Having predicted the last British election wrong, as well as June’s referendum on European Union membership, the country’s pollsters are understandably nervous about Thursday’s vote — even more so after Saturday’s terror attack in the heart of London.
Before the attack, several opinion polls suggested a shift in public sentiment. Prime Minister Theresa May, who called the post-Brexit snap election for June 8, had been tipped to win in a landslide, but the polls have tightened.
A weekend survey conducted before the van-and-knife attack in the London Bridge district of the British capital gave the ruling Conservative a mere one percent lead, down from 20 percent. Another poll last week pointed to the possibility of a hung parliament, although the pollster concerned rushed to offer ‘health warnings.’
The Labour surge, if accurate, would be a remarkable turnaround at the best of times and these are not the best of times for a party led by the most left wing leader in its history, Jeremy Corbyn, who has spent the past 18-months fending off mutinies from his own lawmakers.
Although delighted by an opinion surge in their favor, Labour politicians cast doubt on the polls — as do many pollsters in private, who say they can’t see the public backing Corbyn, a throwback figure to the militant 1970s. At the weekend, another poll had the Conservatives nine percent ahead of their chief rivals.
And in the wake of the weekend attack, which has been claimed by the Islamic State, Labour and the Conservatives are trying to fathom what impact Saturday’s terrorism will have on Thursday’s voting and whether the electoral landscape has been shaken up totally by the murderous rampage that left seven dead and 48 injured.
And no one is sure.
Some academic research suggests Conservatives and right-wing parties, who tend to run on tough law-and-order platforms, benefit politically in the wake of slaughter and mayhem. But that didn't happen in France in April when centrist candidate Emmanuel Macron defeated emphatically his far-right rival Marine Le Pen. And Socialists won in Spain after the 2004 Madrid bombing, defeating ruling conservatives.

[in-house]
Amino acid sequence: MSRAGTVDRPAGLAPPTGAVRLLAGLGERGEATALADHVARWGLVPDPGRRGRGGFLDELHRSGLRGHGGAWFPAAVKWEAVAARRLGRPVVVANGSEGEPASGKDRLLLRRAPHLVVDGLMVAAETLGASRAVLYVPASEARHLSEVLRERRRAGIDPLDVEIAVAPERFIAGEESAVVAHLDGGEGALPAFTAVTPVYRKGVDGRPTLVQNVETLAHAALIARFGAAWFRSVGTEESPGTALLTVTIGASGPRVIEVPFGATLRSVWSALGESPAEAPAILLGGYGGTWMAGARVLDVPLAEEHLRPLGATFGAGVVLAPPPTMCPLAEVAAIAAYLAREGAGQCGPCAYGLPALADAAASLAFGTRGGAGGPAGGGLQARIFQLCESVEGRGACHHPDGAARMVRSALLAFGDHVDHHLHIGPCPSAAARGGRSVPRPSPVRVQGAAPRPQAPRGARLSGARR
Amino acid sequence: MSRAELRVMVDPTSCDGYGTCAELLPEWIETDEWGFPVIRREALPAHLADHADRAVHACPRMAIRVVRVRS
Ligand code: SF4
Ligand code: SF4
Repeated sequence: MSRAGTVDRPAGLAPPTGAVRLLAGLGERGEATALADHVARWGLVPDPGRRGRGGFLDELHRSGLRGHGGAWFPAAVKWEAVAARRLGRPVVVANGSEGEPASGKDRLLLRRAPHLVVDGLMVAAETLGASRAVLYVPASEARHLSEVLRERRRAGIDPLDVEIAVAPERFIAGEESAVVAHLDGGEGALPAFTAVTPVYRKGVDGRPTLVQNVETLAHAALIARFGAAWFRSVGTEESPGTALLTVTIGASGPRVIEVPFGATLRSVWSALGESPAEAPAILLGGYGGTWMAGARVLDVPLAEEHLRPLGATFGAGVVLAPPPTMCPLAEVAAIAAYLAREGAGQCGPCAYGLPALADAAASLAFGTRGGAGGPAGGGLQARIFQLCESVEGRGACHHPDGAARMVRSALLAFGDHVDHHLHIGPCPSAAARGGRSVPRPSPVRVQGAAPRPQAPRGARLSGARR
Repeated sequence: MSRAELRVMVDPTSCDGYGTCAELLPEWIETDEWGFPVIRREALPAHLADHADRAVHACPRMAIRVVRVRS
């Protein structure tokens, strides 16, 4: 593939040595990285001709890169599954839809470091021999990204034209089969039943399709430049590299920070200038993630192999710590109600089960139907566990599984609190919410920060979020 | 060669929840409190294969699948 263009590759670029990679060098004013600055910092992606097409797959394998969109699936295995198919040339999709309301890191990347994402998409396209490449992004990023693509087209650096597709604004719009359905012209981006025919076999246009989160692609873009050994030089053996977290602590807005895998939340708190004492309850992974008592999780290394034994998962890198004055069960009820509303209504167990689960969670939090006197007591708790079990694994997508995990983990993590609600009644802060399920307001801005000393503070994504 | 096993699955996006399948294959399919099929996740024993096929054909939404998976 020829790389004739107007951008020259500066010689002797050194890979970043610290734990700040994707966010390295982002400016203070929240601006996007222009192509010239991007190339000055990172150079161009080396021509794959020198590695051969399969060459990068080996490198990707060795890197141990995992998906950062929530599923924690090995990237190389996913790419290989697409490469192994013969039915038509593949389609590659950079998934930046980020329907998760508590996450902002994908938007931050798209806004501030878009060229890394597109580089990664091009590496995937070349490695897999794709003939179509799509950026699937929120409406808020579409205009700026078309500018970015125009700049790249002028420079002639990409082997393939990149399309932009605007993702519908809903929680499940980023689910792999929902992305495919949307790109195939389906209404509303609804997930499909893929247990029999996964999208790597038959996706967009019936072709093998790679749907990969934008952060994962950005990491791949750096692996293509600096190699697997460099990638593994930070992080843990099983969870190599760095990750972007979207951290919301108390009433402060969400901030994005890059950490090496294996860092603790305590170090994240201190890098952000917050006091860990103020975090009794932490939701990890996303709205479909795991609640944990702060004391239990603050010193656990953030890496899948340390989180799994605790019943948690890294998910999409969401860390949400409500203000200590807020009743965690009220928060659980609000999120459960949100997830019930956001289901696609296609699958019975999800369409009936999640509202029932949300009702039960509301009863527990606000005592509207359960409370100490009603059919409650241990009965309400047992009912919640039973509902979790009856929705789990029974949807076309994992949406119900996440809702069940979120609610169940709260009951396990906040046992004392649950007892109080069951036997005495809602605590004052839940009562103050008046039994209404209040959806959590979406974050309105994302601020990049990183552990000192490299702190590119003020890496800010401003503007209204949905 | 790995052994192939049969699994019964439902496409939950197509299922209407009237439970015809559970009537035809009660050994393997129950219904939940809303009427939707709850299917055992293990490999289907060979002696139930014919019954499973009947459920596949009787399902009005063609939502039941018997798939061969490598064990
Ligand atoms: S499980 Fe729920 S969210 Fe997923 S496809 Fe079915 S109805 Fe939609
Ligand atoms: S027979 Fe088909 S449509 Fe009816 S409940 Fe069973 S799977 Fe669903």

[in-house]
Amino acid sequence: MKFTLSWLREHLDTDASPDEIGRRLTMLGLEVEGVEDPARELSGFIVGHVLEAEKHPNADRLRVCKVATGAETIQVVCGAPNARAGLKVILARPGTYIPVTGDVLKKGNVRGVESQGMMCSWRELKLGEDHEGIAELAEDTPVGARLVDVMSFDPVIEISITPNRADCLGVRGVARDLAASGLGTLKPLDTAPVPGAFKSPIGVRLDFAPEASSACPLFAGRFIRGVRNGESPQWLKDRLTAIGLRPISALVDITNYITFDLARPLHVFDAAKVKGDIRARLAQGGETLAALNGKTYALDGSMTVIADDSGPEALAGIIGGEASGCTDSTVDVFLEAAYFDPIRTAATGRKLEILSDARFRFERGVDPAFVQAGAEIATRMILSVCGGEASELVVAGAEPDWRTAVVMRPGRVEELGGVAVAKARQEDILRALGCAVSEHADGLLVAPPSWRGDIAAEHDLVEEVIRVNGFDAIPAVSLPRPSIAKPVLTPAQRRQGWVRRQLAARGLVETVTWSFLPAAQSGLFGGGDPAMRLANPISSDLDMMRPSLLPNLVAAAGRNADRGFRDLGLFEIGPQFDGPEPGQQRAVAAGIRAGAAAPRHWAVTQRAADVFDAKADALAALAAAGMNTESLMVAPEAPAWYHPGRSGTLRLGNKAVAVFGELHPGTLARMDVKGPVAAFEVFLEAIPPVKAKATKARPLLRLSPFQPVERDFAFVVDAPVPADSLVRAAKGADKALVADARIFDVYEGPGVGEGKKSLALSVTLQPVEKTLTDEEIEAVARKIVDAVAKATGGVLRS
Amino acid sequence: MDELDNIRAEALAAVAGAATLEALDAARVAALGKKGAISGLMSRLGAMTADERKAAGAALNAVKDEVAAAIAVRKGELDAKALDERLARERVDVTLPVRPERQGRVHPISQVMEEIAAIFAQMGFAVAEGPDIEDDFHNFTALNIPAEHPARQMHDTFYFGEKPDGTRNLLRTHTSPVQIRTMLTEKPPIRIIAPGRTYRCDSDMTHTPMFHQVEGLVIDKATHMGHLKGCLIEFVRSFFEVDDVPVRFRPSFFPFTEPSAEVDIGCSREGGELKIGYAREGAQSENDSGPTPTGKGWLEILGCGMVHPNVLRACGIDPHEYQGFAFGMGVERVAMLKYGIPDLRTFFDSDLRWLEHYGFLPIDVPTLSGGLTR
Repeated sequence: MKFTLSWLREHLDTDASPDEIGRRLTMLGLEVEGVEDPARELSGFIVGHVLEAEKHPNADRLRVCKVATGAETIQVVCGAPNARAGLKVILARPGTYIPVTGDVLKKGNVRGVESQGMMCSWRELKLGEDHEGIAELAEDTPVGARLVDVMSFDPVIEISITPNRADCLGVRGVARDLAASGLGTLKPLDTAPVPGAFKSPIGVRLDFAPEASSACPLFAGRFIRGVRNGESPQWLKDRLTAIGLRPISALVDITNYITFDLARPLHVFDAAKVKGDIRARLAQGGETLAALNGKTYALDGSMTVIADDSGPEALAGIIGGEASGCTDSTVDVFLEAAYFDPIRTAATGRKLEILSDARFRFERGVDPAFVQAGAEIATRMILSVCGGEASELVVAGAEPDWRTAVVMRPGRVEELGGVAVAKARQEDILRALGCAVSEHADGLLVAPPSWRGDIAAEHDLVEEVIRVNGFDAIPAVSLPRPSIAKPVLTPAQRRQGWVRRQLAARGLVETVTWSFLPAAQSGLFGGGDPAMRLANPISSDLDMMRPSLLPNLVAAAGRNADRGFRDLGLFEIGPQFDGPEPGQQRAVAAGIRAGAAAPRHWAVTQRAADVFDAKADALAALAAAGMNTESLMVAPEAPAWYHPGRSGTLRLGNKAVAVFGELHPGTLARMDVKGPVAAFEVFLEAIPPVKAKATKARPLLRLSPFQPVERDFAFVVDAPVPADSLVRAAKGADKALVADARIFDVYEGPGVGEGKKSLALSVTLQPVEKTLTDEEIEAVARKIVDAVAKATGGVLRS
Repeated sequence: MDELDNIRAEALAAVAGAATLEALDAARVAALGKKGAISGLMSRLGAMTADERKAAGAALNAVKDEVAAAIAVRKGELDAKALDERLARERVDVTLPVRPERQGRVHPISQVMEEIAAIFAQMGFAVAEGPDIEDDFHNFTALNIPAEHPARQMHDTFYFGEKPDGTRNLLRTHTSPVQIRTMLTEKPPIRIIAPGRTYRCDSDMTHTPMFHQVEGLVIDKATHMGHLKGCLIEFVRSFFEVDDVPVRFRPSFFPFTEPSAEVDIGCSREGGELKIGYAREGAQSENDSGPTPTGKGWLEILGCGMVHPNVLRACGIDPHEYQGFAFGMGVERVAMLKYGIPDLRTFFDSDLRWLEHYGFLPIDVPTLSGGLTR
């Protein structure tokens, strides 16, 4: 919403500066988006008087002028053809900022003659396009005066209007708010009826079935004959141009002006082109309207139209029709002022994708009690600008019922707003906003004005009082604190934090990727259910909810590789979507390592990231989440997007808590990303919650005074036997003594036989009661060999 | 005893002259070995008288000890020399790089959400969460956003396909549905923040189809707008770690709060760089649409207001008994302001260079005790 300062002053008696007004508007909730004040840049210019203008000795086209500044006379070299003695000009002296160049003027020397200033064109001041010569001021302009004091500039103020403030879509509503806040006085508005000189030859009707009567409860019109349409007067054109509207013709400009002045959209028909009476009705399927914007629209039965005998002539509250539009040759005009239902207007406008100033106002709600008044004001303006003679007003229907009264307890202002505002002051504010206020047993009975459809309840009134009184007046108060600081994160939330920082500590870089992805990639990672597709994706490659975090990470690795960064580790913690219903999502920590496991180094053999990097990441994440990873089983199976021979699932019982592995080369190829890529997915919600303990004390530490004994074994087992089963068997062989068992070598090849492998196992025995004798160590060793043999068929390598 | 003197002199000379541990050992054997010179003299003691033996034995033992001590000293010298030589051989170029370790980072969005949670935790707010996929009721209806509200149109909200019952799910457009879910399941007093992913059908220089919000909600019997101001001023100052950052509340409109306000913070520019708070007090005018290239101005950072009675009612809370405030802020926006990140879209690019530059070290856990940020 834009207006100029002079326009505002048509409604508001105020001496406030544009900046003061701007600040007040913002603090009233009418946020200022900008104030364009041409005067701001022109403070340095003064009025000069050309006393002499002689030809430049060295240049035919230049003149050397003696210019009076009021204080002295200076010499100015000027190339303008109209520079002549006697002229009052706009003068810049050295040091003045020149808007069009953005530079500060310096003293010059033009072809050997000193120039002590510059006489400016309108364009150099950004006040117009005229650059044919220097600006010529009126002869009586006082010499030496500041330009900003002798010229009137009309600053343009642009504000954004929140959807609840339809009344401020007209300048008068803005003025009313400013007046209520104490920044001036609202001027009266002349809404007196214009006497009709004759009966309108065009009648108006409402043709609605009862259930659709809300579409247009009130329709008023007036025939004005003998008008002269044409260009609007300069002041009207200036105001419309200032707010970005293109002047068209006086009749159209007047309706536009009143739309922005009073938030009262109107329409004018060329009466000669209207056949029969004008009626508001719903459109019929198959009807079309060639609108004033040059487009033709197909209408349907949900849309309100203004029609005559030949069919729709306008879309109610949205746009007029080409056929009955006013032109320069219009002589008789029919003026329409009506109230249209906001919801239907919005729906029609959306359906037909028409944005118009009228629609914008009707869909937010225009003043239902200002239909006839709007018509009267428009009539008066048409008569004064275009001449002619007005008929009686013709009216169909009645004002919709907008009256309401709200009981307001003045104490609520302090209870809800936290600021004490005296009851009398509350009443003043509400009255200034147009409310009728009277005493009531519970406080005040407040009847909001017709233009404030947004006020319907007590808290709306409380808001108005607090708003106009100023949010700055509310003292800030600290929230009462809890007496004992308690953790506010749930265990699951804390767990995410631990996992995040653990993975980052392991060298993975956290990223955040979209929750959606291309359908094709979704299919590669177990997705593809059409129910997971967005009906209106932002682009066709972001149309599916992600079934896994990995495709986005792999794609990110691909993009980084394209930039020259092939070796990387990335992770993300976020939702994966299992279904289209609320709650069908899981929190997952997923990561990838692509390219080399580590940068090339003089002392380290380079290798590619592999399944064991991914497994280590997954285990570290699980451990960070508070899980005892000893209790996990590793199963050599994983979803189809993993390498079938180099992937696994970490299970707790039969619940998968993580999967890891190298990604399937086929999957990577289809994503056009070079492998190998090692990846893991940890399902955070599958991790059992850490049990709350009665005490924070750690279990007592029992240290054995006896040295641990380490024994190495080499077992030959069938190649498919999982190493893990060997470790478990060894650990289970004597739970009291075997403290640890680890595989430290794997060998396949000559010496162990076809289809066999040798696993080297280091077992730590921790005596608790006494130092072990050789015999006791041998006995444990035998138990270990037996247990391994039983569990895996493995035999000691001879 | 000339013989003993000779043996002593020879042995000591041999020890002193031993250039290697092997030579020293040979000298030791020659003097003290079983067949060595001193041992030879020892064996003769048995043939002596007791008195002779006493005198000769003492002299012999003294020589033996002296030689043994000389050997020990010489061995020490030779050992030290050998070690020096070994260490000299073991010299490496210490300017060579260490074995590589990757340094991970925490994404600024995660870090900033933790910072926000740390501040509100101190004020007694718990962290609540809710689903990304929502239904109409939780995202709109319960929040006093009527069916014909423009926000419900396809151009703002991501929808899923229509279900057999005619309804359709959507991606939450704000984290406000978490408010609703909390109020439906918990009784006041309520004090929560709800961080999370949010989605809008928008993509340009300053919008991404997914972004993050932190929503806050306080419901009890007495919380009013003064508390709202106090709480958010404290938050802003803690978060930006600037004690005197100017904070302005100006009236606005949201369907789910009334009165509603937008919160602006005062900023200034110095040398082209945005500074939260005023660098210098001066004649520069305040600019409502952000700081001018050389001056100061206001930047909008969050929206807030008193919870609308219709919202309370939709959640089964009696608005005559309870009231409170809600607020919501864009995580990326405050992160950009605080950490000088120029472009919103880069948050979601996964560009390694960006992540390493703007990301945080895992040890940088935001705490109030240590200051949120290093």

On the face of it, the killing spree should boost Theresa May. She has presented herself as a resolute leader throughout the six-week election campaign. In her statement Sunday before the cameras in Downing Street she continued in that style — saying “enough is enough” and that the time had come to be more robust in tackling terrorism.
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Labour’s senior leaders have been under attack for weeks from the Conservatives and the country’s tabloid press for their past ‘softness’ on the IRA, Hamas and Hezbollah and for voting against some counter-terror measures.
But last month’s Manchester bombing didn't halt the apparent surge towards Labour. Corbyn’s linking the bombing with British participation in recent wars in the Middle East resonated with voters across the political spectrum.
On Sunday, in a speech in the north of England, he toughened up his rhetoric, praising the police for shooting dead the three London Bridge attackers — in the past he has questioned shoot-to-kill policies — and blasting May for having overseen major and unpopular cuts in police man-power when she was the country’s interior minister.
If the polls are correct about a shrinking Tory lead, then they have only themselves to blame, according to frustrated Conservative-leaning commentators, who have criticized May and her team for running a sometimes disorganized campaign full of U-turns.
“Even accounting for the eternal tendency of Tories to moan, this latest effort from the Conservative Party ranks as possibly their worst general election campaign since before the war. By which I mean the First World War,” argued columnist Iain Martin in The Times.
The prime minister tried to keep the election focus on Brexit, presenting herself as the strong leader Britain needs to secure a good deal from the EU. But with Labour, the main opposition party, accepting Brexit, voters have appeared more anxious about the state of the country’s National Health Service and social-care system.
Nonetheless, for all of the missteps, and evidence electors don’t warm to her, much of the head-wind the Conservatives have been battling is the same all incumbents across Europe have been confronting since the 2008 financial crash. “The crisis undermined the public’s faith in their rulers,” the Economist magazine argued this week.